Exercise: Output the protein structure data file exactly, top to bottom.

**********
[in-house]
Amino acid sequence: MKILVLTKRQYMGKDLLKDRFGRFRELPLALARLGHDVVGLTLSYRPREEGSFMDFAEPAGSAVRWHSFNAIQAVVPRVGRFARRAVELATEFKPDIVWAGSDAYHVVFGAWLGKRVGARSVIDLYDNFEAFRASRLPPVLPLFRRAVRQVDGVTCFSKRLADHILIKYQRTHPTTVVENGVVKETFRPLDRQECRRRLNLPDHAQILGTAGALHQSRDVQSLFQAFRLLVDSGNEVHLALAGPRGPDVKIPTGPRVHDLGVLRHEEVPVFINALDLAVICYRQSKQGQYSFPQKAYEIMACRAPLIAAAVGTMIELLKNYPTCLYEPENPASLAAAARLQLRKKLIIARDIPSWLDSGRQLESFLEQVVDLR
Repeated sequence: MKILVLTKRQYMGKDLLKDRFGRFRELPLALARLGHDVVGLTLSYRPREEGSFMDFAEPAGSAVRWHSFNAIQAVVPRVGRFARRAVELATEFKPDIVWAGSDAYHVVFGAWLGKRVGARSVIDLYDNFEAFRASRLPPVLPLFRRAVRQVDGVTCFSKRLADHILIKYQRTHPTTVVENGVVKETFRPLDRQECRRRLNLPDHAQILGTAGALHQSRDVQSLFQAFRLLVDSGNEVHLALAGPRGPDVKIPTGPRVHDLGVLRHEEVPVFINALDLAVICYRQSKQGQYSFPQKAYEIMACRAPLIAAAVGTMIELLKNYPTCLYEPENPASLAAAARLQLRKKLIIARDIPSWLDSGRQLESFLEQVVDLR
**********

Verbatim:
[in-house]
Amino acid sequence: MKILVLTKRQYMGKDLLKDRFGRFRELPLALARLGHDVVGLTLSYRPREEGSFMDFAEPAGSAVRWHSFNAIQAVVPRVGRFARRAVELATEFKPDIVWAGSDAYHVVFGAWLGKRVGARSVIDLYDNFEAFRASRLPPVLPLFRRAVRQVDGVTCFSKRLADHILIKYQRTHPTTVVENGVVKETFRPLDRQECRRRLNLPDHAQILGTAGALHQSRDVQSLFQAFRLLVDSGNEVHLALAGPRGPDVKIPTGPRVHDLGVLRHEEVPVFINALDLAVICYRQSKQGQYSFPQKAYEIMACRAPLIAAAVGTMIELLKNYPTCLYEPENPASLAAAARLQLRKKLIIARDIPSWLDSGRQLESFLEQVVDLR
Repeated sequence: MKILVLTKRQYMGKDLLKDRFGRFRELPLALARLGHDVVGLTLSYRPREEGSFMDFAEPAGSAVRWHSFNAIQAVVPRVGRFARRAVELATEFKPDIVWAGSDAYHVVFGAWLGKRVGARSVIDLYDNFEAFRASRLPPVLPLFRRAVRQVDGVTCFSKRLADHILIKYQRTHPTTVVENGVVKETFRPLDRQECRRRLNLPDHAQILGTAGALHQSRDVQSLFQAFRLLVDSGNEVHLALAGPRGPDVKIPTGPRVHDLGVLRHEEVPVFINALDLAVICYRQSKQGQYSFPQKAYEIMACRAPLIAAAVGTMIELLKNYPTCLYEPENPASLAAAARLQLRKKLIIARDIPSWLDSGRQLESFLEQVVDLR